If you are considering buying a property, you may be concerned about hidden defects as opposed to visible ones. But how do you protect yourself from unseen construction defects when you buy your property? How do you resolve a dispute about a hidden defect in a house?

Difference between hidden and visible defects

Imagine that you and your family are looking for a new home. You walk into the open house from a beautiful surface location, but you see a large crack in the living room wall and a slope in the floor, indicative of water damage below. All of these defects are fairly obvious to the average buyer. They are called "visible defects": problems that are visible to the naked eye. The seller may have already set the offer at the lowest price, to account for the fact that the buyer will have to make major repairs. Apparent defects can be easily identified. At the time of closing, the seller is not liable because the recipient has taken possession with full knowledge of the defect. Hidden defects" are of much greater concern to buyers. Hidden defects are problems with the property that are not visible to the naked eye and are present at the time of purchase. Unlike patent defects, latent defects generally cannot be identified without expert construction, architectural or engineering expertise. If they are not reported at the time of the sale contract, or even if they were unknown to the former owner, he or she is required to undertake work to repair them after written notification. The seller may include a warranty for hidden defects in the contract clause. The use of an agency or a pre-purchase survey can reduce the potential for a hidden defect to come to light after a property purchase.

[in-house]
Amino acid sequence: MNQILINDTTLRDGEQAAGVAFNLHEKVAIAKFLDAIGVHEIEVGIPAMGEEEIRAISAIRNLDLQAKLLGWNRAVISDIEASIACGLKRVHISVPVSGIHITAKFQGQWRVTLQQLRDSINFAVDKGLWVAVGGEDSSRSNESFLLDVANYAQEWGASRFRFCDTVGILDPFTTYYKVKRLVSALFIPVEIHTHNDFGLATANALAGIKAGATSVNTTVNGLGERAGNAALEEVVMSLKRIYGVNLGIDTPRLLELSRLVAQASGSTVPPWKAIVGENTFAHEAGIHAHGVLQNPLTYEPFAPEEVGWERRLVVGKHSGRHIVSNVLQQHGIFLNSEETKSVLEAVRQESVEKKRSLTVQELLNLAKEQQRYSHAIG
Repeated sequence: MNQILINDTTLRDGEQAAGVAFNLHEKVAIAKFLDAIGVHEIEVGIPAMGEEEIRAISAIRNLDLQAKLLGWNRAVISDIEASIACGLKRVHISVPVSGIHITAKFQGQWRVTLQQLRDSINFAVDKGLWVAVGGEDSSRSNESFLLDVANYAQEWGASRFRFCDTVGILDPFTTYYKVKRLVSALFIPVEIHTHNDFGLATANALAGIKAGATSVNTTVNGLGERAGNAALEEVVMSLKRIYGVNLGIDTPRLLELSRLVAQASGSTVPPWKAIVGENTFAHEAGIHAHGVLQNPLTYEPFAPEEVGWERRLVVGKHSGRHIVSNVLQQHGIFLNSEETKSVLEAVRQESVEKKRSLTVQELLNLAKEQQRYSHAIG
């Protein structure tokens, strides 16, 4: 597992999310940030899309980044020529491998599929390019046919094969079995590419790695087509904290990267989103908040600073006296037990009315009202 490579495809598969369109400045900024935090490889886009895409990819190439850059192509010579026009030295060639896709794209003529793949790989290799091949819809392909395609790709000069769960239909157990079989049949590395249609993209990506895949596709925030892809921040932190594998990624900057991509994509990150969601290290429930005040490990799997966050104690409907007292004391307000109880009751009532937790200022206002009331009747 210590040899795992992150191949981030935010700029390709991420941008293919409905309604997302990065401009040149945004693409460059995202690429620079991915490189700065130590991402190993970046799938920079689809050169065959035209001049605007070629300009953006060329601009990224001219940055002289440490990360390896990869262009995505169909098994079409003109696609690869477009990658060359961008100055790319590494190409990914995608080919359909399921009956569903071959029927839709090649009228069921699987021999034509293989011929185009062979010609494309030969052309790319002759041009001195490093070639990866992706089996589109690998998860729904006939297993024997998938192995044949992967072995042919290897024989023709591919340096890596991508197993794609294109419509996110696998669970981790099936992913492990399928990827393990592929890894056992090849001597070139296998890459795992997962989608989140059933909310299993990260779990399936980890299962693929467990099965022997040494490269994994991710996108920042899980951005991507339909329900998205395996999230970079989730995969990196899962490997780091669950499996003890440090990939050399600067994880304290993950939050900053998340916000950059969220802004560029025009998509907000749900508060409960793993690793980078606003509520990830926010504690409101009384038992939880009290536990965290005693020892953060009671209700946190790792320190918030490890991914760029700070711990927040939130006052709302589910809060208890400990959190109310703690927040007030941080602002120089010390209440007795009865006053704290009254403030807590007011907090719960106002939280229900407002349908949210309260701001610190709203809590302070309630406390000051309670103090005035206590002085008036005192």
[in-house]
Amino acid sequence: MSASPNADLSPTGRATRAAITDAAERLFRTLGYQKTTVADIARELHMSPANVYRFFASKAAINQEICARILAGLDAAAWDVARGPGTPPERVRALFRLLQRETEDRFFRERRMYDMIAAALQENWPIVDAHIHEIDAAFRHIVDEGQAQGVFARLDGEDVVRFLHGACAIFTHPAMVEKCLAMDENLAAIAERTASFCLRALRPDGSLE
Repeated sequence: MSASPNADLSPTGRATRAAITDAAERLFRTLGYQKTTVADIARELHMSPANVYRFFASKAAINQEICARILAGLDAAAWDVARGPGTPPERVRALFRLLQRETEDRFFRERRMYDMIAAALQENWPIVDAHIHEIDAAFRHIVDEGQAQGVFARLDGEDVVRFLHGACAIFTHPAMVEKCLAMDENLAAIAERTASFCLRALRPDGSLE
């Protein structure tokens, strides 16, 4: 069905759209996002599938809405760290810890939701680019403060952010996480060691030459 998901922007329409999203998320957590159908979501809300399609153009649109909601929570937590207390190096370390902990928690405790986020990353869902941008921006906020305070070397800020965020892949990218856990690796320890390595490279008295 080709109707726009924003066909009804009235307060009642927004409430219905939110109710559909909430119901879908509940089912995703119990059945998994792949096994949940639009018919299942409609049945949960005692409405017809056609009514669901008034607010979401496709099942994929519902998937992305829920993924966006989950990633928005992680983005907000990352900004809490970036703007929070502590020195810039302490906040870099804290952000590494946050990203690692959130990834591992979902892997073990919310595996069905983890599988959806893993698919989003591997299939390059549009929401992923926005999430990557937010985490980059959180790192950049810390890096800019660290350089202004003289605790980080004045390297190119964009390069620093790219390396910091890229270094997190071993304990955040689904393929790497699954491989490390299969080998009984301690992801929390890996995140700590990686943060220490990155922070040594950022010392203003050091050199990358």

Hiring a specialist

The real estate agent has the obligation to inform and advise the future owner in case of hidden defects. He must of course carefully study the property for sale. Thus, the agent points out to his interlocutor reservations concerning the qualitative aspects of the building and advises him to contact a specialist. On the other hand, the agent is not responsible for elements that are not known to him or her and that cannot be detected by anyone else. The purchase of a property through a specialized establishment guarantees, to a high percentage, the non-existence of hidden defects. You can also rely on a pre-purchase real estate expertise. It allows you to detect major defects and to secure your real estate transactions. It includes the state of The building's structural work Of the roof Of the load-bearing structure... The professional can alert you in case of anomaly or in the contrary case to reassure you before the acquisition. The cost of this type of work naturally depends on the size and location of the property.

Seek the help of a lawyer

If you are unable to resolve your dispute amicably, you should decide to take legal action to obtain damages if there is no warranty against hidden defects. Keep in mind that a hearing can be expensive. Lawyers often charge hundreds of dollars per hour and are even more expensive in larger cities. A trial is also uncertain; there is no guarantee that the judge or jury will believe your "side" of the story. Finally, litigation takes a long time. You'll likely have to sit through depositions, sort through documents and deal with procedural hurdles before you can get to court. In short, if it's cheaper to fix the defect yourself than to pursue it in court, you may want to avoid trial.